The show must go on
At the start, a round of applause for Mumbai’s two main museums — Chhatrapati Shivaji Maharaj Vastu Sangrahalaya (CSMVS, formerly Prince of Wales Museum) and Dr Bhau Daji Lad Museum (formerly Victoria & Albert Museum)
At the start, a round of applause for Mumbai’s two main museums — Chhatrapati Shivaji Maharaj Vastu Sangrahalaya (CSMVS, formerly Prince of Wales Museum) and Dr Bhau Daji Lad Museum (formerly Victoria & Albert Museum). In the past, both have gone to great lengths to ensure that visitors got their money’s worth (a paltry entry fee in comparison to museums in global cities) each time they set foot inside.
Regulars at both venues and our readers who’ve been following the goings-on, helped (we hope!) with regular mentions in The GUIDE, will admit the vibrancy in the itineraries. The hands-on focus and vision of Dr Sabyasachi Mukherjee and Dr Tasneem Mehta, and their teams — has led the way for this turnaround.
We witnessed several world-famous exhibits. Like the British Museum’s remarkable collections that were on display at the CSMVS — The Mummy — The Inside Story and recently, the Cyrus Cylinder and other Persian artefacts. At Dr Bhau Daji Lad Museum, the Guggenheim Lab project was an ode to art and city spaces; a special mention must go to the Homeland’s exhibition.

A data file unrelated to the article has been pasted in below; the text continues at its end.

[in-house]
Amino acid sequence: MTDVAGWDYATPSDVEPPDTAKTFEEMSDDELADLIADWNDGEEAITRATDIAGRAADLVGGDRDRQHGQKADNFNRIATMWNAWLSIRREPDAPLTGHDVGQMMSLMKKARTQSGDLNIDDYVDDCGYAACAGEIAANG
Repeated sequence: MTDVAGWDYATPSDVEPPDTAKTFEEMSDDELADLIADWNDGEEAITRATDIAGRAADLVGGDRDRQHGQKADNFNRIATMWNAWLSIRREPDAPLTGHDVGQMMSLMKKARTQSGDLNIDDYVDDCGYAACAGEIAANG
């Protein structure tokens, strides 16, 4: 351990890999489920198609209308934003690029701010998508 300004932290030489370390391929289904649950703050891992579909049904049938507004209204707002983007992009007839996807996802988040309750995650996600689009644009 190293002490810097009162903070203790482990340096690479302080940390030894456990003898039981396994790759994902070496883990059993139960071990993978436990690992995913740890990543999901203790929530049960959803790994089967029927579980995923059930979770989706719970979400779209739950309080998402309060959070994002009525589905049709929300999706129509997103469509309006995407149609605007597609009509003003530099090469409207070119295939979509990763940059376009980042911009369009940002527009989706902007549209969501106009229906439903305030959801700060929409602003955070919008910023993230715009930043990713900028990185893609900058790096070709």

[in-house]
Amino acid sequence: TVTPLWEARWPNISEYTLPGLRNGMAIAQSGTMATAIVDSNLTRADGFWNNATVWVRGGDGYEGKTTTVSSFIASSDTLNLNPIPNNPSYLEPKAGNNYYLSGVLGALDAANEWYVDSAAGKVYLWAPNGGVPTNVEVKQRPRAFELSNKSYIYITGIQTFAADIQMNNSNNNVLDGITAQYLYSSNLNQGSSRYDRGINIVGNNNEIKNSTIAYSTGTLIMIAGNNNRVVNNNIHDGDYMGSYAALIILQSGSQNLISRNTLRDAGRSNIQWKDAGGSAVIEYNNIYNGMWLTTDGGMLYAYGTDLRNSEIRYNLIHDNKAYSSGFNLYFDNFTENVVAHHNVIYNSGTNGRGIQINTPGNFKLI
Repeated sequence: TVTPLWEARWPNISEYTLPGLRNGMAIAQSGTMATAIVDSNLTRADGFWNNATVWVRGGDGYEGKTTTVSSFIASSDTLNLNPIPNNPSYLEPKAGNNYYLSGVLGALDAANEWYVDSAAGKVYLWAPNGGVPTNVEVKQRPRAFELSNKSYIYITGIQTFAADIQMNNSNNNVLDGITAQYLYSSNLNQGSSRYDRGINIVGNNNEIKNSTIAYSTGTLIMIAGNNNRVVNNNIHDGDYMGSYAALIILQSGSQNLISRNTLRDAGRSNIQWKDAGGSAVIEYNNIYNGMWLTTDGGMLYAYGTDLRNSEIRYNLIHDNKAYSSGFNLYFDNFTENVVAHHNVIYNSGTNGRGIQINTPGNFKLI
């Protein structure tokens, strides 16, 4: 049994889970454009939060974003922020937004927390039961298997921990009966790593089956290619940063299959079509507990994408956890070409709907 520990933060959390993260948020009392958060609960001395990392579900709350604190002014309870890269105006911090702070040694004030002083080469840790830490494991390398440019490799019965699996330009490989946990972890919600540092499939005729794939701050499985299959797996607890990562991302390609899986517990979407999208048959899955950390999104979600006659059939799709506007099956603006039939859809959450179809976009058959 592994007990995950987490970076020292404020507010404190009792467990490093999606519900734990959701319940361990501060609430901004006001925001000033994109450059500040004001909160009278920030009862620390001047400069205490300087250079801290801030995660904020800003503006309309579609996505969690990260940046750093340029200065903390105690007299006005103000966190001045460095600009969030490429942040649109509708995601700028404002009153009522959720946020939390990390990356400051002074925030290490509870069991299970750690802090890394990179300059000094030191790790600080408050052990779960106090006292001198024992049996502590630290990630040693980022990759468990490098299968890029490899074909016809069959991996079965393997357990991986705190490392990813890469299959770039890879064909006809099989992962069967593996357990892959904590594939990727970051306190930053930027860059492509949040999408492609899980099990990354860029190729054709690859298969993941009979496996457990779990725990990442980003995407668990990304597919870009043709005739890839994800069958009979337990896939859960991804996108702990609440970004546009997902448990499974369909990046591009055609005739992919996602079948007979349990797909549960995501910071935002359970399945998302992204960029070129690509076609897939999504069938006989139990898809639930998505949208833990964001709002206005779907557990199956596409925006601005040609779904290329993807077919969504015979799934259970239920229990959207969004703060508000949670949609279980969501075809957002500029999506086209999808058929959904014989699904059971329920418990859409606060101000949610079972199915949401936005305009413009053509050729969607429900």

Talks and sessions at both museums made for stirring listens. The ongoing video art series at the Dr Bhau Daji Lad Museum, the restoration work at CSMVS headed by Anupam Shah; the list is endless, really, and would need columns of newsprint to articulate. Both venues also went off the beaten track — Kahani Karnival was a daylong kids cultural festival at the CSMVS, while the ongoing music and art events at the plaza of the Dr Bhau Daji Lad Museum will keep the young engaged. Its free tours will prod newbies to step in and discover a treasure trove.
Taking cue, we’d love to see Mani Bhavan, the Reserve Bank of India’s Monetary Museum and the Alpaiwala Museum replicate such ideas. Wishful thinking, this but we will do a jig if the Asiatic Society Library opens sections of the Town Hall to the public. Imagine the mileage these venues will get, and the worth it will add to our drab city itineraries. This is an area that needs immediate tapping into, or else these stand to remain “off-limits” zones meant for grey-haired scholars and PhD aspirants.
After all, if we citizens cannot think of ways to celebrate our priceless treasures that lie unnoticed, pray, then who will?
— The writer is Features Editor of mid-day.